The long break from offices does not spell good for the top executives in the civil service. Call it sheer coincidence or volitional, as we break for another long weekend, the Royal Civil Service Commission found  that one-third or about 19 directors didn’t meet the “high expectations” in the leadership assessment exercise conducted recently. The earlier result  came during the month-long lockdown.

The exercise is a part of the reforms in the civil service and the Commission expects that those who meet or exceed expectations will help drive civil service reforms and restructuring. The outcome of the exercise comes on the eve of His Majesty The King’s birth anniversary. His Majesty in December 2020 granted a Kasho calling for drastic reforms of the Bhutanese civil service and the education system.

The Commission’s initiative is a “fundamental shift” in its approach towards leadership selection and performance management. It will not end with managing out the underperformers. The ultimate aim is to improve the overall performance of the civil service for the benefit of the nation and the people.

The royal civil service is the biggest organisation and service provider. Their efficiency determines service delivery. The top-down approach in this fundamental shift should have a ripple effect down the line and beyond the civil service. The ineffectiveness, inefficiency and the retape has shaken public confidence. The recent exercises are welcomed by the public as they feel it will improve the bureaucracy and therefore services.

Decision-making at the top level of the bureaucracy is one thing, implementing them is another. When availing services or experiencing the outcomes of decisions, it is not top executives that the common people meet. What also matters is what is changing literally on the ground.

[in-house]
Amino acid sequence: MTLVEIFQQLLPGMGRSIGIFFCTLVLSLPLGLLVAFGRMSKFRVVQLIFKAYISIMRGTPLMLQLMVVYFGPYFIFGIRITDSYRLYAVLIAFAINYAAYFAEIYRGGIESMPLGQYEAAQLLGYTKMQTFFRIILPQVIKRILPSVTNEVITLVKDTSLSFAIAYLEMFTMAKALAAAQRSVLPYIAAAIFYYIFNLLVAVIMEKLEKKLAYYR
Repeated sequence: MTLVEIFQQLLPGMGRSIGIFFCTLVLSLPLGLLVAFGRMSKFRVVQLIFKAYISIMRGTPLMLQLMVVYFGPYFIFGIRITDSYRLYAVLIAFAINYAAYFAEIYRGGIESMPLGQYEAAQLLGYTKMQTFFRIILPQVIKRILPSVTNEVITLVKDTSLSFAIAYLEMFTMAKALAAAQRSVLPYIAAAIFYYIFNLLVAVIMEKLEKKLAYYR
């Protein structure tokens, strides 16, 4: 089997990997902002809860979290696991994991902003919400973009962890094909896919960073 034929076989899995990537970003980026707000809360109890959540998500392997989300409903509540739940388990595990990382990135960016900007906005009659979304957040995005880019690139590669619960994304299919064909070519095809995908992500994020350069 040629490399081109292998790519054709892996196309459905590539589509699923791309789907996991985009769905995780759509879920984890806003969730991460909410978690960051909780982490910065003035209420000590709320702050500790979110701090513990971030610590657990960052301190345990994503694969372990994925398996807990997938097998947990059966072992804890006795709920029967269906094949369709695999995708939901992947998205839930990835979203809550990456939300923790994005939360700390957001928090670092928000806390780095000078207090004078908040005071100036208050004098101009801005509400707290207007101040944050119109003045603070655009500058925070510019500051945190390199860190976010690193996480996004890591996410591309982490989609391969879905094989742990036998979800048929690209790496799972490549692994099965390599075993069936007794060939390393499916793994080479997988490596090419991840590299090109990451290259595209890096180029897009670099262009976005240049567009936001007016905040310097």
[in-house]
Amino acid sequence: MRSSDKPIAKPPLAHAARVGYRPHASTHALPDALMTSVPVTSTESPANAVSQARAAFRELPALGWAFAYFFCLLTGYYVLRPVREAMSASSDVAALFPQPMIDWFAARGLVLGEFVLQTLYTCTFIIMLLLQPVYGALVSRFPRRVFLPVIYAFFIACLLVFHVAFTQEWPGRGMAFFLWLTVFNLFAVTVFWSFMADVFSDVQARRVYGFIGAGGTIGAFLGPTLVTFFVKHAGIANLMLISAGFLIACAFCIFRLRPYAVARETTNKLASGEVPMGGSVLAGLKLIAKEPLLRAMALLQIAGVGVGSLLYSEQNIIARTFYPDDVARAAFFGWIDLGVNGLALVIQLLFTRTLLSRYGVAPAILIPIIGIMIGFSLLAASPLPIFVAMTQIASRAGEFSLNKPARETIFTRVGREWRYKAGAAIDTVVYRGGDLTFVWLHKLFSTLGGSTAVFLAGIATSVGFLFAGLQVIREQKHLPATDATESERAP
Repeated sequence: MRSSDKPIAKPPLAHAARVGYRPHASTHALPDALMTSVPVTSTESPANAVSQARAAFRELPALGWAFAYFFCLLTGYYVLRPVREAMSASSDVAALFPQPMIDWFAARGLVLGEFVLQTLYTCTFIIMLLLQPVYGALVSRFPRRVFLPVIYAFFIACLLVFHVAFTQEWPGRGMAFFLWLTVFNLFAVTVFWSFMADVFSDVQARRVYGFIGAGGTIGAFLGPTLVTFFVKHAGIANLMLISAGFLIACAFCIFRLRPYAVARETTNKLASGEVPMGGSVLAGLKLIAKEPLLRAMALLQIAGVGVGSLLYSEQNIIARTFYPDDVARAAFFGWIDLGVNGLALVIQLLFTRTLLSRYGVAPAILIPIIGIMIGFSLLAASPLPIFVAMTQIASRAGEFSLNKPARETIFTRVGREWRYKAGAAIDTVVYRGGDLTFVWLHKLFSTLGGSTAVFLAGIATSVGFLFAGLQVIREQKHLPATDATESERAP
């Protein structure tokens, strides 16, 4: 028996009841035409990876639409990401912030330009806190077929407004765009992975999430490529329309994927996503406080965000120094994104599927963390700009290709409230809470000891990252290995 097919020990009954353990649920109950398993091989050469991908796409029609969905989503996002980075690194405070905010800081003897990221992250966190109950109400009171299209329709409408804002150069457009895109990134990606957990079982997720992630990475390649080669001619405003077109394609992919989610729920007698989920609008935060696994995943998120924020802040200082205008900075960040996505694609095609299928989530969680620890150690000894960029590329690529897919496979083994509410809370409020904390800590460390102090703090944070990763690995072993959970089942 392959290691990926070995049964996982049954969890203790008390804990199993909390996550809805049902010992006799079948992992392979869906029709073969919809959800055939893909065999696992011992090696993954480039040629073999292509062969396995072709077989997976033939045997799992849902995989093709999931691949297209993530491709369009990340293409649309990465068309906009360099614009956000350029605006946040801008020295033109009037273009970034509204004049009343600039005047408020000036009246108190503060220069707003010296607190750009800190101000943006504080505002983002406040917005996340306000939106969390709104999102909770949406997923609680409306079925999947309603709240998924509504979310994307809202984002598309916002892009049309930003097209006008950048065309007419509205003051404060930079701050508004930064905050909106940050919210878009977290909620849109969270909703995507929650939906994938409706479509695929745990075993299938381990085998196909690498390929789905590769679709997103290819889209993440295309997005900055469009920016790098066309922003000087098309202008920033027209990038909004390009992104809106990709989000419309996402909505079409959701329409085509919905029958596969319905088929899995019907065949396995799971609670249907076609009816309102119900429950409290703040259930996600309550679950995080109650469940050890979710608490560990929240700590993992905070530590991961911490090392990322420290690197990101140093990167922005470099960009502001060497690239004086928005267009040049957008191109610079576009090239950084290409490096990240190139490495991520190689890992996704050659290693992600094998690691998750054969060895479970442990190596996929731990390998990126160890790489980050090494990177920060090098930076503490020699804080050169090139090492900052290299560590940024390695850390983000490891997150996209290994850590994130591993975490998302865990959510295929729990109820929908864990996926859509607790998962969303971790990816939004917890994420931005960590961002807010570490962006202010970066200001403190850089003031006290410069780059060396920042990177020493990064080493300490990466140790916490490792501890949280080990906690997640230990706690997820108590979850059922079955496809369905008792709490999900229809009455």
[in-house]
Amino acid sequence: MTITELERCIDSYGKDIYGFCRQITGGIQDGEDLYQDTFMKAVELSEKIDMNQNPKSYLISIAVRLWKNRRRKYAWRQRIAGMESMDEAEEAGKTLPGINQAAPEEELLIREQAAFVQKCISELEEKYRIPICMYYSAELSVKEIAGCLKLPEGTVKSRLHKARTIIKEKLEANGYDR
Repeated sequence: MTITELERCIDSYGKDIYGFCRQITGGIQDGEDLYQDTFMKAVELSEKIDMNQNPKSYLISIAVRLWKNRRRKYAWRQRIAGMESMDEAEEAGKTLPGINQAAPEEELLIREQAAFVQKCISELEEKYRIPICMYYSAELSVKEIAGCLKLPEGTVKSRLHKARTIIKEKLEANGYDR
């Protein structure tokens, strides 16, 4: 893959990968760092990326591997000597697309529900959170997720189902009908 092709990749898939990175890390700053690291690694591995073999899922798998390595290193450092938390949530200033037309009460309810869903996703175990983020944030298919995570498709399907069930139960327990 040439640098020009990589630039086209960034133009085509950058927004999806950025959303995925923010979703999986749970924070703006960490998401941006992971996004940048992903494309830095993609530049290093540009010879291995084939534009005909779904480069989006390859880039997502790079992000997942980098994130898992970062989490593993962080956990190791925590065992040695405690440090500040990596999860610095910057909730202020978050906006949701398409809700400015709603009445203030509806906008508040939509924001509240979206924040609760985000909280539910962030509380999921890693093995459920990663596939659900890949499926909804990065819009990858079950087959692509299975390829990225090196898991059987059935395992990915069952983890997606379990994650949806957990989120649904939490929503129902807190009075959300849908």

Two drivers were arguing about their vehicle’s road worthiness certificate. One said that his car is road worthy, but the roads are not worthy of his car. The joke madesense. It provokes serious thinking. Why not question bad roads when we pay and get roadworthiness certificates? Bad vehicles cause accidents. Bad roads cause more. Two others were talking about office closure due to the lockdowns. Most e-services are cumbersome if not user-unfriendly. Many are computer illiterate to avail it and there are not many alternatives.  We talk about the beauty of technology but can’t leverage it.

To many, civil service at the support level are all they see whether it is to avail a permit or a form or to get a cheque for the work done. The rest of the sectors are heavily dependent on the civil service and their machinery. An efficient bureaucracy could determine the rest of the sector. For instance, the quality of the building a contractor is building could depend on transparency in awarding the work, how it is monitored, timely payment, and many more.

We are finally seeing some actions after listening to the Royal concerns and wisdom. This is a welcome change. And as we wait eagerly to wish His Majesty The King on His 42nd birth anniversary,  the greatest gift could be shouldering our responsibilities.

Fulfilling the smallest responsibility of staying home, not crowding and respecting Covid protocols is the need of the time during the pandemic. Not doing so will result in lockdowns. We recorded the highest number of positive cases yesterday with 527 new cases including a huge number from the community. Besides the inconvenience and the loss of income, there is a huge cost on the national exchequer from lockdowns. And the government is nearly broke from fighting the virus.